05 May 2007

Kosovo says Yes to U.N. plan, Serbia says No (2)

Reuters, Sat Feb 3, 2007 3:43 AM ET By Ellie Tzortzi and Matt Robinson

BELGRADE/PRISTINA (Reuters) - U.N. envoy Martti Ahtisaari unveiled a plan on Friday to set Serbia's Kosovo province on a path to independence, an outcome which Kosovo's majority Albanians quickly applauded but Belgrade rejected.

Ahtisaari's proposal did not mention "independence" or address the loss of Serbia's sovereignty over the territory, where 90 percent of the people are ethnic Albanian. But both sides said this was clearly what it implied.

The poor landlocked province of two million borders Albania and is cherished by Serbs as the medieval homeland of their nation. Its status is one of the last unresolved problems from the wars that tore apart the former Yugoslavia in the 1990s.

"Kosovo will be sovereign like all other countries," said Kosovo president Fatmir Sejdiu after meeting Ahtisaari in Kosovo's capital Pristina.

Prime Minister Agim Ceku, a former guerrilla in the 1998-99 Kosovo Liberation Army which fought the forces of the late Serb leader Slobodan Milosevic, said the document "is very clear for Kosovo's future". The process will end "when Kosovo becomes an independent state." His cabinet threw a cocktail party.

After a meeting in Serbia, President Boris Tadic agreed the plan "opens up the possibility of independence". But Tadic said he told the envoy: "Serbia and I as its president will never accept the independence of Kosovo."

Serbian Prime Minister Vojislav Kostunica has condemned Ahtisaari for "anti-Serb bias", and took the lead in rejecting his plan in advance, refusing even to meet the envoy on Friday.

Ahtisaari's plan gives Kosovo access to international bodies usually reserved for sovereign states and allows it to use its own flag and anthem. The Serb minority would have broad self-government.

"The settlement provides for an international representative to supervise the implementation," Ahtisaari told a news conference. The NATO-led peace force "will continue to provide a safe and secure environment ... as long as necessary".

It includes measures to "promote sustainable economic development including Kosovo's ability to apply for membership in international financial institutions", he added.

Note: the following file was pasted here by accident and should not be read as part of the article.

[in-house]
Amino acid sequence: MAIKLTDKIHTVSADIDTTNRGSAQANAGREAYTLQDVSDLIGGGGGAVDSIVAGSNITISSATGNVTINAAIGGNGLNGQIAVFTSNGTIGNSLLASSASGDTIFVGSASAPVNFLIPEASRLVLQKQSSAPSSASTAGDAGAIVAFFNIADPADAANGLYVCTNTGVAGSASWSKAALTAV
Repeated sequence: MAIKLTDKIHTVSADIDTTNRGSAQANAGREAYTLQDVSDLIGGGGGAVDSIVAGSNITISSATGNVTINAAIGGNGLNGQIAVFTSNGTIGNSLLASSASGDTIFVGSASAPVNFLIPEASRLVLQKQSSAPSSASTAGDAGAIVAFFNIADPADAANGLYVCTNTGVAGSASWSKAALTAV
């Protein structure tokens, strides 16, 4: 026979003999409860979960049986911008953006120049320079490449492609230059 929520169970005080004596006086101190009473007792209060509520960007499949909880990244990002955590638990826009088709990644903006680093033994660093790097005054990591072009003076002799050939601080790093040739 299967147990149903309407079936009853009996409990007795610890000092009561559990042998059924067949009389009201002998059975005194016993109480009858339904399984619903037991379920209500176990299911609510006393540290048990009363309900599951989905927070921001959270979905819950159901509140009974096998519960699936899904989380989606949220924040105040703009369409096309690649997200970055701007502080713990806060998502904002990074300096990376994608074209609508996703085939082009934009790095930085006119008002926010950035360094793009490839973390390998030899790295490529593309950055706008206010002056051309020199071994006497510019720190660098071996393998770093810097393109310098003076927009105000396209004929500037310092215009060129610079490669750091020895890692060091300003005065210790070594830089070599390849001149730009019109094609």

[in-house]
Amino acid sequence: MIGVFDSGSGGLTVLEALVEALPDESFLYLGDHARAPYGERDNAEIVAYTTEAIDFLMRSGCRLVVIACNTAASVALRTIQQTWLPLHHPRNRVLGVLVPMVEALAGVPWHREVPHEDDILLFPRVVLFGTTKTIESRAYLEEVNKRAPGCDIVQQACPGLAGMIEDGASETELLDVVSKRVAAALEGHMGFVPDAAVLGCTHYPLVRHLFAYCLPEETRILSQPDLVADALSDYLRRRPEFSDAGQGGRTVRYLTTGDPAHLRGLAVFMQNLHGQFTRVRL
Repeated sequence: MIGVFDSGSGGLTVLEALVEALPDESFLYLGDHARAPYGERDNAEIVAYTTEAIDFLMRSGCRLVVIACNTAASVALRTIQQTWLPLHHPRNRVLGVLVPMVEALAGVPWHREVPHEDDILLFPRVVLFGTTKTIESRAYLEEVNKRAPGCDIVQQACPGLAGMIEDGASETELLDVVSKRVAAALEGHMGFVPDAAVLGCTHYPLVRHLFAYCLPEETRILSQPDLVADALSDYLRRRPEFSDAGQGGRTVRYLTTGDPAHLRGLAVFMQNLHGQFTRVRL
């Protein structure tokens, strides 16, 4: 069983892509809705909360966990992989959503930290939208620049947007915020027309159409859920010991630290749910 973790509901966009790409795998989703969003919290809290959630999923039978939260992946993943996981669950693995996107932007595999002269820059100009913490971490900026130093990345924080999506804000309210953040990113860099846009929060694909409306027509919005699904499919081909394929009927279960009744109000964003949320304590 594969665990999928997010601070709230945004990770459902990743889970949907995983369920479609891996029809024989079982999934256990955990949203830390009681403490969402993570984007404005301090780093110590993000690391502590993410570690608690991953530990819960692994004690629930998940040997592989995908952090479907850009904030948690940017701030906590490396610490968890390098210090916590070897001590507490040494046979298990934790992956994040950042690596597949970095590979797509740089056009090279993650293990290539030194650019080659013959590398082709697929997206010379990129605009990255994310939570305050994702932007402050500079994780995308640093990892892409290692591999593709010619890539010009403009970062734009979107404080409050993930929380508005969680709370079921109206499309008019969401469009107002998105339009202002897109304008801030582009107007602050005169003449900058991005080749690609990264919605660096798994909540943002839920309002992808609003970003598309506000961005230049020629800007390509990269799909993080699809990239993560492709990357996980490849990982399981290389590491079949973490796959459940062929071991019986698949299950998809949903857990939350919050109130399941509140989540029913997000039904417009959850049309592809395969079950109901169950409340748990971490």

Ahtisaari declined several opportunities to address the issue of Kosovo's ultimate status, saying this would be settled by the U.N. Security Council once he formally presented his plan, following a last round of consultations.

He said the diametrically opposed positions of the Serbs and Kosovo Albanians were "extremely fixed". He was allowing them "one more chance" to agree but was "not terribly optimistic".

"That might require so much time that I don't think I have enough years in my life to achieve that," said the 69-year-old.

Invitations would be sent for further talks starting on February 13 and it would be up to Serbian and Kosovo Albanian leaders to decide whether to turn up. The former Finnish president mediated months of largely fruitless talks in 2006.

There was no point in waiting for a new government to be formed following Serbia's inconclusive election last month, he said. "Whether it's now or a little bit later, the same people would be on either side of the table."

Ahtisaari said he hoped to send the final plan to the U.N. Security Council by the end of March.

The European Union urged both sides to respond "positively and constructively" to Ahtisaari's proposals. The State Department said the proposal "is fair and balanced. It is a blueprint for a stable, prosperous and multi-ethnic Kosovo".

Kosovo has been run by the U.N. since 1999 when NATO bombing forced Milosevic to withdraw troops accused of killing 10,000 Albanians during a counter-insurgency war. About 100,000 ethnic Serbs remain. Some predict violence and secession, and both NATO and the U.N. mission have made contingency plans for a crisis.

"There is nothing more we can do," said Kosovo Serb accountant Milica Knezevic, "there's no life for us here."

Ahtisaari said in Pristina that the Contact Group guiding diplomacy on Kosovo -- the United States, Britain, France, Germany, Italy and Russia -- would not accept the partition of Kosovo, which would entail slicing off the mainly Serb north.

Serb premier Kostunica said the envoy's proposals were "illegitimate". He is urging all parties in the next government to solemnly pledge to cut Serb ties with any country recognising Kosovo's independence, including major Western powers.

(Additional reporting by Beti Bilandzic, Monika Lajhner, Ivana Sekularac in Belgrade and Fatos Bytyci and Shaban Buza in Pristina)